The comments made by me are my opinions only. They DO NOT reflect the opinions of my employer(s). If you have an issue with something I may say, take it up with me, either by posting in the forums, emailing me through my profile, or PMing me through my profile.
                          We are all adults so there is no need to act like a child........
                          IACOJ

                          Comment


                          • #14
                            Not Everyone Knows About Positional Asphyxia

                            I just had a run where we had to physically and then chemically restrain a violent resident at a local MRDD home. The patient is a 6' mid 30's male, very strong, who occasionally gets very violent. He punches walls, himself, staff, and other residents.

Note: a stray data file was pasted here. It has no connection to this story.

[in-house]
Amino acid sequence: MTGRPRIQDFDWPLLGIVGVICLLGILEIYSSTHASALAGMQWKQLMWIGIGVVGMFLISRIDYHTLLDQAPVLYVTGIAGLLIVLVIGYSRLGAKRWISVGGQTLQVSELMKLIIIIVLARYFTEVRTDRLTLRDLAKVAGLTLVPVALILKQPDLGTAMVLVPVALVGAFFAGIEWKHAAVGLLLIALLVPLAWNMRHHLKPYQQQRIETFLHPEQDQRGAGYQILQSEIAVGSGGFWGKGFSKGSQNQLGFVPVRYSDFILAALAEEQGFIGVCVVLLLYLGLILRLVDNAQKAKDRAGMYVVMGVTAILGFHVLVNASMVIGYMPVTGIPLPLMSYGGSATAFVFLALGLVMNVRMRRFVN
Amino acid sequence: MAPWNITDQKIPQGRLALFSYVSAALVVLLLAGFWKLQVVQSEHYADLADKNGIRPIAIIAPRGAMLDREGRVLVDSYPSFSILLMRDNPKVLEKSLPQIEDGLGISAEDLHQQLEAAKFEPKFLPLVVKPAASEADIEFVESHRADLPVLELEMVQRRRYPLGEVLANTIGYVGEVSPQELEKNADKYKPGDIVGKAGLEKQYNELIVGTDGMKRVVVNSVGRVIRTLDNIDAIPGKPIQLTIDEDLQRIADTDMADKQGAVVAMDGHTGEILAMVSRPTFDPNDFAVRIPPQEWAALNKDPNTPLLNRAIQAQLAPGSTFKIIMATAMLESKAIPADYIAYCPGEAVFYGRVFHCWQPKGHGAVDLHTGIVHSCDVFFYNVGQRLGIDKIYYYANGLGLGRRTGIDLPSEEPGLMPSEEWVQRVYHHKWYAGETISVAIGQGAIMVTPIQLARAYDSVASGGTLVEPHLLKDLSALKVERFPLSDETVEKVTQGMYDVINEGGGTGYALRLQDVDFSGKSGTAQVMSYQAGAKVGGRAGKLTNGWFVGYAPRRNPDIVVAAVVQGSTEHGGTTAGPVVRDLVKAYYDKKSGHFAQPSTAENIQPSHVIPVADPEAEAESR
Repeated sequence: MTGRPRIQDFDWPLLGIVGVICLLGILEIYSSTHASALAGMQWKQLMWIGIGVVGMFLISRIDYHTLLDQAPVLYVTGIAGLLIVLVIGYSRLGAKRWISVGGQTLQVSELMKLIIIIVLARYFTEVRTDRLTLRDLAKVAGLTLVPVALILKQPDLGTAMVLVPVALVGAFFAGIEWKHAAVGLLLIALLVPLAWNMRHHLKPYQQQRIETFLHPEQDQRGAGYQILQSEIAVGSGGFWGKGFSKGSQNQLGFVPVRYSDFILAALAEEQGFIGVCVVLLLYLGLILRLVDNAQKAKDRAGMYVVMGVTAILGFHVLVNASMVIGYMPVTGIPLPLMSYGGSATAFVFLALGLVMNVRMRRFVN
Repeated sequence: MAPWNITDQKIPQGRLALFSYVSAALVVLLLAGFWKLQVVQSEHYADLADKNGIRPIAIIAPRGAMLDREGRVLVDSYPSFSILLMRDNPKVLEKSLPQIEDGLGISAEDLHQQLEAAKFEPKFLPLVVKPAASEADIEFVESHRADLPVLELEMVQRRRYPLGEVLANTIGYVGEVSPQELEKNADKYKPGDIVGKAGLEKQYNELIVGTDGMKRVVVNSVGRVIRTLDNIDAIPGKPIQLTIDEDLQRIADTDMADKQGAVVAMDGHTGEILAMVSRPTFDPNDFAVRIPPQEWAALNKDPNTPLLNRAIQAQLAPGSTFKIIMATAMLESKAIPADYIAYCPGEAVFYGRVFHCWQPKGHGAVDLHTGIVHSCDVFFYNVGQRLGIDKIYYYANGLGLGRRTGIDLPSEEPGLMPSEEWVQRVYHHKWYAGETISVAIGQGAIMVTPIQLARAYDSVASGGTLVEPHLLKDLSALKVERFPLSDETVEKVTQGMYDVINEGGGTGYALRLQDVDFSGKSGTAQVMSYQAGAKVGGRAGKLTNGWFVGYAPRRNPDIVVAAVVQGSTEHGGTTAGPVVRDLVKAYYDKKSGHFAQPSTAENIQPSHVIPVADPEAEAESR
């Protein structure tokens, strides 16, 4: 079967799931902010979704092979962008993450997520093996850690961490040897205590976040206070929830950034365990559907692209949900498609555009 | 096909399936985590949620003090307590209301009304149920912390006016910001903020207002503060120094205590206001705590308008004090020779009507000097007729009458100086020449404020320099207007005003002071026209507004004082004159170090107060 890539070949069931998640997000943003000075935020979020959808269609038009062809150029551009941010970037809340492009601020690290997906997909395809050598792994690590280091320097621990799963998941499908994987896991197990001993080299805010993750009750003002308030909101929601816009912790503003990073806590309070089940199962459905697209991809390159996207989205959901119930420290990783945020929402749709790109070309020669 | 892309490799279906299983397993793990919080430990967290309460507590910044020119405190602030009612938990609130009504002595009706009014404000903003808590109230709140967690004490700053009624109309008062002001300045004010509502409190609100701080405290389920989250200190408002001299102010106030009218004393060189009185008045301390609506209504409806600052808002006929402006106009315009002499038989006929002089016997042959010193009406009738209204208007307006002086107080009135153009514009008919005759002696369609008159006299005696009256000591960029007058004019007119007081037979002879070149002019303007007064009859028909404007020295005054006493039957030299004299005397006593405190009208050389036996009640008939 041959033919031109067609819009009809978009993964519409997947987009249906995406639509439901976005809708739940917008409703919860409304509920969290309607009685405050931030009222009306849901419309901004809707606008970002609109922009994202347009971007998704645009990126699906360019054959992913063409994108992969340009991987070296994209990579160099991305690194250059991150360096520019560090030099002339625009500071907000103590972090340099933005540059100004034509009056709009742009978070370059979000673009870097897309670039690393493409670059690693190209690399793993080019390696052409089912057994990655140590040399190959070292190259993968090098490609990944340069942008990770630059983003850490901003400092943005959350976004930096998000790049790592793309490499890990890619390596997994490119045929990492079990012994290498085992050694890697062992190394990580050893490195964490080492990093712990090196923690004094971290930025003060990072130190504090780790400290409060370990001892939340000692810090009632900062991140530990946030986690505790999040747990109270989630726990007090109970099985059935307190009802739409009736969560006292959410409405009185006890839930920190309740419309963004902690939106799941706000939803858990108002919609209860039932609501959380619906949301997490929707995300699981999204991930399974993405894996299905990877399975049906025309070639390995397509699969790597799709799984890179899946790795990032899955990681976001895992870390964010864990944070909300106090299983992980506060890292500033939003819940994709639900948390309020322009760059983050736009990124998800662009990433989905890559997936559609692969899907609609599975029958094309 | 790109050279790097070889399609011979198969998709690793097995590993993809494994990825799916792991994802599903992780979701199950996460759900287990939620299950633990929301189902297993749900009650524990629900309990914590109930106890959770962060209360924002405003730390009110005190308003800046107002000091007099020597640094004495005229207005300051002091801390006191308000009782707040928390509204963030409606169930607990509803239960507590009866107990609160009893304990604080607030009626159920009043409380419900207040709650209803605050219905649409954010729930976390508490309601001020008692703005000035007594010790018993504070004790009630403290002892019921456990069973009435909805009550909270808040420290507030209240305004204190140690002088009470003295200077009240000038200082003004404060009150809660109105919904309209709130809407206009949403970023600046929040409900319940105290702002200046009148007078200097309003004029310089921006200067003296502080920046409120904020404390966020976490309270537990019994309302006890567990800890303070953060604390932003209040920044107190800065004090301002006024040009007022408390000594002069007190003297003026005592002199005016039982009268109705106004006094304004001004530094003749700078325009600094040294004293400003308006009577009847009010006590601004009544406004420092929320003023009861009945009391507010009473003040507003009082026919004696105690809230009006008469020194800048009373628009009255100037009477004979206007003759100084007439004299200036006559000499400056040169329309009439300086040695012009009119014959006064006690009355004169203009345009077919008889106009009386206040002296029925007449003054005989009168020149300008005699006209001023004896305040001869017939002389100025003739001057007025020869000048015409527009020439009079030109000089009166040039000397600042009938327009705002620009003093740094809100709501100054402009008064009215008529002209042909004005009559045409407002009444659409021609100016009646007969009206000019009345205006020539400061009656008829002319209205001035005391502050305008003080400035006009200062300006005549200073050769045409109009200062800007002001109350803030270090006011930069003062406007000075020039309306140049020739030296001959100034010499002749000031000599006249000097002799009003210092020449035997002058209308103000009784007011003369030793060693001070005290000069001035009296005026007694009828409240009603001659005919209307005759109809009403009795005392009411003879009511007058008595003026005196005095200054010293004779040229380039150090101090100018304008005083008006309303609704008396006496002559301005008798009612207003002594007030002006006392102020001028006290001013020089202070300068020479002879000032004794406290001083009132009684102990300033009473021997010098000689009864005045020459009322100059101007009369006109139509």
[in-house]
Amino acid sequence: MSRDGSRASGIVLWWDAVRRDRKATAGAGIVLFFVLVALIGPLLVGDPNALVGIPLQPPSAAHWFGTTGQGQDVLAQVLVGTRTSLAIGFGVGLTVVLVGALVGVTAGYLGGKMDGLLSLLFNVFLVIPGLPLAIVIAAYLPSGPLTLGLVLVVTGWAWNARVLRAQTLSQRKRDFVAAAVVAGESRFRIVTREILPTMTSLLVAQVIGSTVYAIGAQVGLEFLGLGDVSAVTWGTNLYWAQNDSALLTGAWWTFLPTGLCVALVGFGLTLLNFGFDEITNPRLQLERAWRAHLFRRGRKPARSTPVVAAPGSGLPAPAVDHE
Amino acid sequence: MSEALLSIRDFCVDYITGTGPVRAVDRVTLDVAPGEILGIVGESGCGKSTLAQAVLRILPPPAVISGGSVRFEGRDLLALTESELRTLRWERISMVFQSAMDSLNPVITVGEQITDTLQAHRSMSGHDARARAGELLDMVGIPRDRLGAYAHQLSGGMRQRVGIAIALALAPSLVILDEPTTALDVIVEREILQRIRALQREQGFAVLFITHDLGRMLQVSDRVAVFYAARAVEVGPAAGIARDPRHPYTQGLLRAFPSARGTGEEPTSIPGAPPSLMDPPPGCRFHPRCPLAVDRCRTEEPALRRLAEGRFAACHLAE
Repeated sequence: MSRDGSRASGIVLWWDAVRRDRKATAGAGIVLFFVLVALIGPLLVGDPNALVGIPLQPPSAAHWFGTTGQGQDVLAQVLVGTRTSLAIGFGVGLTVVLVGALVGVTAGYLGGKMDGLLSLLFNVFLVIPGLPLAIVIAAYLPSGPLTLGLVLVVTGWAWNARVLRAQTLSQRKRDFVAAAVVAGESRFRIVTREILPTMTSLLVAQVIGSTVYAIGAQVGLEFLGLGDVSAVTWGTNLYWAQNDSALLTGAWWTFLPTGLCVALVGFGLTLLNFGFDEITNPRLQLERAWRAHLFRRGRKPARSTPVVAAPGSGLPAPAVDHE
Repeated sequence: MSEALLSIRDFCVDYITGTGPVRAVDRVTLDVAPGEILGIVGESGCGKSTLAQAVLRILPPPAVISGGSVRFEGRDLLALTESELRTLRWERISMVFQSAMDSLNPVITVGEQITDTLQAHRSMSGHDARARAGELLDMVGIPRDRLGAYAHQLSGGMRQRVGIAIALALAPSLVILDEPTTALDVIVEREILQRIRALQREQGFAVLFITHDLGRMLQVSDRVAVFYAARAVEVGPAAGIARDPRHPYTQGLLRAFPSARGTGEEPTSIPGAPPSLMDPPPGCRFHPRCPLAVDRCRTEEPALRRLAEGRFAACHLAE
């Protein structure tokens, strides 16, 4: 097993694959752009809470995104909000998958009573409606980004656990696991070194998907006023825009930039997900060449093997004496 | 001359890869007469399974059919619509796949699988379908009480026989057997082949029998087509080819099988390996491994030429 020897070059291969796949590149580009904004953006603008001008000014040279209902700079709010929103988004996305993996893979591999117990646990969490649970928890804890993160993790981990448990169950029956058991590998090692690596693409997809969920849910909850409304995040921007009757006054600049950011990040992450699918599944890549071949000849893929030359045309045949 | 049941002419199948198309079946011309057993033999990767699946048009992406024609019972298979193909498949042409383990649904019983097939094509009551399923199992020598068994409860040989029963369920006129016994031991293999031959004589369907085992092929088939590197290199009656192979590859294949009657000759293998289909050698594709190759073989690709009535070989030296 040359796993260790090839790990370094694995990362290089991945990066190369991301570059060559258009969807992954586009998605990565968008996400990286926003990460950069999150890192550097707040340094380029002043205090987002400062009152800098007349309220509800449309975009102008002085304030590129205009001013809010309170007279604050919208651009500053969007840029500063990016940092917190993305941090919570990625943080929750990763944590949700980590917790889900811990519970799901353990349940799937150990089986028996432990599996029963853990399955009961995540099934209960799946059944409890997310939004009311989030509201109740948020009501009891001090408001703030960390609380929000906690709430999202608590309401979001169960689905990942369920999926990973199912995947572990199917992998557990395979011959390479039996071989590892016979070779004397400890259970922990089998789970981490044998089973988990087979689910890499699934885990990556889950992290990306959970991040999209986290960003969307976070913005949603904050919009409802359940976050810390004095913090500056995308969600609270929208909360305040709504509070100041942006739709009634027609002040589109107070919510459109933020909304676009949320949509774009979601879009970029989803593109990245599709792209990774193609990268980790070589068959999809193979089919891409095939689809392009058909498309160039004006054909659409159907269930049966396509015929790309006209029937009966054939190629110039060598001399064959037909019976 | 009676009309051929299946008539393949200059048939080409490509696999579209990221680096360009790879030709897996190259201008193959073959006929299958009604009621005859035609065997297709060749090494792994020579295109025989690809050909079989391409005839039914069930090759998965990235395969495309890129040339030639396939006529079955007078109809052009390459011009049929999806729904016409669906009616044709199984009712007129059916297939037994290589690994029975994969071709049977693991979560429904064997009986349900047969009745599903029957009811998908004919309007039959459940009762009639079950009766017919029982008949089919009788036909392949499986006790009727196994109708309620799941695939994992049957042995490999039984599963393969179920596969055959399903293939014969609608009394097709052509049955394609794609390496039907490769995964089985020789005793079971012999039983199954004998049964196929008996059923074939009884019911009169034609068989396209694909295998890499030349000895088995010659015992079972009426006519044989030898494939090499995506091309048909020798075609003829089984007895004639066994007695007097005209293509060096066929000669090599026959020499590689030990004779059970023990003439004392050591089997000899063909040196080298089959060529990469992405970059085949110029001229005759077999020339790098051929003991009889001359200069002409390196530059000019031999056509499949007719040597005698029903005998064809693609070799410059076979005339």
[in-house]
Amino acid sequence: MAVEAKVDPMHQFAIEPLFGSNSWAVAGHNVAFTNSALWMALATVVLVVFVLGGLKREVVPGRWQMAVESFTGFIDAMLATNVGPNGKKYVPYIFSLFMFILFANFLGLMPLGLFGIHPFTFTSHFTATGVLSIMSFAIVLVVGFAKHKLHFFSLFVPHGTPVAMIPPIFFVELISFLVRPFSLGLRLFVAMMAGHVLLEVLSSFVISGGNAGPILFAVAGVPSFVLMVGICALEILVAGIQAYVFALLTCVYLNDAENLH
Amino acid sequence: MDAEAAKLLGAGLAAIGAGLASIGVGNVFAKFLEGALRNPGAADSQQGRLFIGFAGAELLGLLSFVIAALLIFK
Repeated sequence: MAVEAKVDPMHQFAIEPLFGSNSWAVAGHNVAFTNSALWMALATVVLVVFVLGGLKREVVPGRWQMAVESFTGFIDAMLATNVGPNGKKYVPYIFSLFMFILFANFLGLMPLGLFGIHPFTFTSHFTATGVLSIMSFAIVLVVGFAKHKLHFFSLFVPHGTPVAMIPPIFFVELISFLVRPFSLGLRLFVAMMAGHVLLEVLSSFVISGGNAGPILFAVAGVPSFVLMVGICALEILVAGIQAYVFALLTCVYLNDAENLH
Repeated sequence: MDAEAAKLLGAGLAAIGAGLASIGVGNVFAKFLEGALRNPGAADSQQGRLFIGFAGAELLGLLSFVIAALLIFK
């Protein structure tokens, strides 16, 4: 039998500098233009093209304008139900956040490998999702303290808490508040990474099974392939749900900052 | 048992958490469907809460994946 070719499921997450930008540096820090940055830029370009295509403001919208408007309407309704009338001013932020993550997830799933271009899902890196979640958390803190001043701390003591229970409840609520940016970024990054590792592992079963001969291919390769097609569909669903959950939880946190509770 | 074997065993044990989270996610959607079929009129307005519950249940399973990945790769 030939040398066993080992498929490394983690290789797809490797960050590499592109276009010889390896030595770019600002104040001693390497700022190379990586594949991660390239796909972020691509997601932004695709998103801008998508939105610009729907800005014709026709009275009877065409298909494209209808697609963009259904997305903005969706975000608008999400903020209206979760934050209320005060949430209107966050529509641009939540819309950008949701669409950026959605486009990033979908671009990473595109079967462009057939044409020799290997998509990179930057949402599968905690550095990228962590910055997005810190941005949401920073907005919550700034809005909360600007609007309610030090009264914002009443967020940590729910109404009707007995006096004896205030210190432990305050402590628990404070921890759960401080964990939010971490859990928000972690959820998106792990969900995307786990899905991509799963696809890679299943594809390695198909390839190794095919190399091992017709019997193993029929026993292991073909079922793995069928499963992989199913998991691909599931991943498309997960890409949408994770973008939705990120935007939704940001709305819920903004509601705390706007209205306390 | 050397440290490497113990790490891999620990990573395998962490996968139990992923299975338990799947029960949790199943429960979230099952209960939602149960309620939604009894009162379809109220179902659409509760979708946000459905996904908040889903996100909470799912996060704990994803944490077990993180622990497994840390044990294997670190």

The deputies did a very good job of restraining him with the minimum force necessary. They had him cuffed & face down. We gave him Haldol & Ativan then put on soft restraints to secure him to a back board. One of the deputies suggested leaving him prone. Once I mentioned preventing positional asphyxia & the incident in KY, he remembered this incident. We rolled the patient over and all went well.

                            I think this illustrates that not all law enforcement personnel are familiar with this risk yet. As EMS personnel, we may need to mention it to them if they aren't familiar with it.
                            Proud to be honored with IACOJ membership. Blessed by TWO meals cooked by Cheffie - a true culinary goddess. Expressing my own views, not my organization's.

                            Comment


                            • #15
                              Immediate cause 26 days later?